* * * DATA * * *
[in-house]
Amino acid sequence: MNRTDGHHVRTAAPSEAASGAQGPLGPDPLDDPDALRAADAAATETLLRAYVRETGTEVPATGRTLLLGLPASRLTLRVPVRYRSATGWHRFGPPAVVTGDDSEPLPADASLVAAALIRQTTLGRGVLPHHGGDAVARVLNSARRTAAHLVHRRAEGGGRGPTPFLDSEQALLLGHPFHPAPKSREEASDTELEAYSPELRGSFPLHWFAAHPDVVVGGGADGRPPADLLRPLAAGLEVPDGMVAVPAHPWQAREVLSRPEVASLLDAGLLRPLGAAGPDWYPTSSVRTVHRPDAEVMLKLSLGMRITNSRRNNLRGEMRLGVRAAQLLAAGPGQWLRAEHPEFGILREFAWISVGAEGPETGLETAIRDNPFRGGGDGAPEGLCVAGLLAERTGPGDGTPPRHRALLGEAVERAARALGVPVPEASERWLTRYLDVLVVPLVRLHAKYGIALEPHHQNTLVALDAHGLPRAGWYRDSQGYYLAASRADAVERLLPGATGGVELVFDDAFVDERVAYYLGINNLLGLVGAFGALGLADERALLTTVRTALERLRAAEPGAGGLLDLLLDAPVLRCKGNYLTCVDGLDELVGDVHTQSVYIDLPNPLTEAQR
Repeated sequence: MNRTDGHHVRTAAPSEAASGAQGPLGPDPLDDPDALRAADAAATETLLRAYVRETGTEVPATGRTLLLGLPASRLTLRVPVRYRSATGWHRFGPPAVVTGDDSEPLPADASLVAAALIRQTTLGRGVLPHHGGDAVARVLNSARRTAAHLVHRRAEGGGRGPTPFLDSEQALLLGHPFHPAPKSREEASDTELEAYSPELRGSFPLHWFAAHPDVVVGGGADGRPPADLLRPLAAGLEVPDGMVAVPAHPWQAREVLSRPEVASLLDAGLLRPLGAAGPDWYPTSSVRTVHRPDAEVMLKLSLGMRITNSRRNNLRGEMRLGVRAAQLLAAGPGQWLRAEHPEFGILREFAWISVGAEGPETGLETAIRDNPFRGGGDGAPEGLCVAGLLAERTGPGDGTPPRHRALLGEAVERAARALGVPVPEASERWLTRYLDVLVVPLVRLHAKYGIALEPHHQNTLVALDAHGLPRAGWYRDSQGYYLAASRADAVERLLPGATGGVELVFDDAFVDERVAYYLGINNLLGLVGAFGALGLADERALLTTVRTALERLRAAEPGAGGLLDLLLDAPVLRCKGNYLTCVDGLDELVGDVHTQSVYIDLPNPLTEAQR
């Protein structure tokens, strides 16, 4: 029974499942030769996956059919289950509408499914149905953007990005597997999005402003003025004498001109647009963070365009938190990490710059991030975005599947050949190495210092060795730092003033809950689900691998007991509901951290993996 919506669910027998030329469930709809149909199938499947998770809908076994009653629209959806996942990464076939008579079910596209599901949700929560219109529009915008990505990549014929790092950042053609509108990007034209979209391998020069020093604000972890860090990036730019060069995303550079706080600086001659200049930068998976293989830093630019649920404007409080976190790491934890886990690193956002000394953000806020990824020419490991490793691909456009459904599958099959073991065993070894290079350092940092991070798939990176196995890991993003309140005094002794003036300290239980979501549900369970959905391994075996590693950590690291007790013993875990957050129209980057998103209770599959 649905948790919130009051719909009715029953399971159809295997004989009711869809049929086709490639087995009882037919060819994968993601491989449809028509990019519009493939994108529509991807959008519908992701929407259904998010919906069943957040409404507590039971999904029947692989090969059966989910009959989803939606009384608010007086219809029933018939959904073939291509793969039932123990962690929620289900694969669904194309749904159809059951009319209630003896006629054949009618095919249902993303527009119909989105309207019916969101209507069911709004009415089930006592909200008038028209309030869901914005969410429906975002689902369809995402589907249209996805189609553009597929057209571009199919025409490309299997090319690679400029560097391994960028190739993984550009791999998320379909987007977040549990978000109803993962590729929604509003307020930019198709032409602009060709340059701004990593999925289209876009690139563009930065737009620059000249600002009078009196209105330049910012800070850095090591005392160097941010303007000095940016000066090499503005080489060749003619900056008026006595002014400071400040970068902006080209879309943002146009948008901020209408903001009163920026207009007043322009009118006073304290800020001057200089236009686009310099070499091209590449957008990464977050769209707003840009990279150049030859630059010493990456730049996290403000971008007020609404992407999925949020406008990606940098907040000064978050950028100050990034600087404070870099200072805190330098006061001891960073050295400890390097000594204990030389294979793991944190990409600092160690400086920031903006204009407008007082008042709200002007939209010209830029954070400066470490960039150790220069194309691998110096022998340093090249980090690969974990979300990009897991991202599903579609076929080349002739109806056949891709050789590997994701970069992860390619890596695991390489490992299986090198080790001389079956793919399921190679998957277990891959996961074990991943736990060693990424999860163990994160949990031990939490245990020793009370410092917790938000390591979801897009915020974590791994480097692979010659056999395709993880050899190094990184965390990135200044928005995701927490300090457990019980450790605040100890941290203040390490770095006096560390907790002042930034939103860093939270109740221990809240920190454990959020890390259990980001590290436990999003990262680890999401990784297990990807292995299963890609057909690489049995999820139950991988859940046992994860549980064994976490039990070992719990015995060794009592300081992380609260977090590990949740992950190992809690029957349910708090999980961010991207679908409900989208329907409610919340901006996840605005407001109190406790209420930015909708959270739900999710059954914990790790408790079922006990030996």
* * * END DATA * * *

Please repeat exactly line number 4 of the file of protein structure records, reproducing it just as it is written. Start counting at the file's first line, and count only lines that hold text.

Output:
């Protein structure tokens, strides 16, 4: 029974499942030769996956059919289950509408499914149905953007990005597997999005402003003025004498001109647009963070365009938190990490710059991030975005599947050949190495210092060795730092003033809950689900691998007991509901951290993996 919506669910027998030329469930709809149909199938499947998770809908076994009653629209959806996942990464076939008579079910596209599901949700929560219109529009915008990505990549014929790092950042053609509108990007034209979209391998020069020093604000972890860090990036730019060069995303550079706080600086001659200049930068998976293989830093630019649920404007409080976190790491934890886990690193956002000394953000806020990824020419490991490793691909456009459904599958099959073991065993070894290079350092940092991070798939990176196995890991993003309140005094002794003036300290239980979501549900369970959905391994075996590693950590690291007790013993875990957050129209980057998103209770599959 649905948790919130009051719909009715029953399971159809295997004989009711869809049929086709490639087995009882037919060819994968993601491989449809028509990019519009493939994108529509991807959008519908992701929407259904998010919906069943957040409404507590039971999904029947692989090969059966989910009959989803939606009384608010007086219809029933018939959904073939291509793969039932123990962690929620289900694969669904194309749904159809059951009319209630003896006629054949009618095919249902993303527009119909989105309207019916969101209507069911709004009415089930006592909200008038028209309030869901914005969410429906975002689902369809995402589907249209996805189609553009597929057209571009199919025409490309299997090319690679400029560097391994960028190739993984550009791999998320379909987007977040549990978000109803993962590729929604509003307020930019198709032409602009060709340059701004990593999925289209876009690139563009930065737009620059000249600002009078009196209105330049910012800070850095090591005392160097941010303007000095940016000066090499503005080489060749003619900056008026006595002014400071400040970068902006080209879309943002146009948008901020209408903001009163920026207009007043322009009118006073304290800020001057200089236009686009310099070499091209590449957008990464977050769209707003840009990279150049030859630059010493990456730049996290403000971008007020609404992407999925949020406008990606940098907040000064978050950028100050990034600087404070870099200072805190330098006061001891960073050295400890390097000594204990030389294979793991944190990409600092160690400086920031903006204009407008007082008042709200002007939209010209830029954070400066470490960039150790220069194309691998110096022998340093090249980090690969974990979300990009897991991202599903579609076929080349002739109806056949891709050789590997994701970069992860390619890596695991390489490992299986090198080790001389079956793919399921190679998957277990891959996961074990991943736990060693990424999860163990994160949990031990939490245990020793009370410092917790938000390591979801897009915020974590791994480097692979010659056999395709993880050899190094990184965390990135200044928005995701927490300090457990019980450790605040100890941290203040390490770095006096560390907790002042930034939103860093939270109740221990809240920190454990959020890390259990980001590290436990999003990262680890999401990784297990990807292995299963890609057909690489049995999820139950991988859940046992994860549980064994976490039990070992719990015995060794009592300081992380609260977090590990949740992950190992809690029957349910708090999980961010991207679908409900989208329907409610919340901006996840605005407001109190406790209420930015909708959270739900999710059954914990790790408790079922006990030996």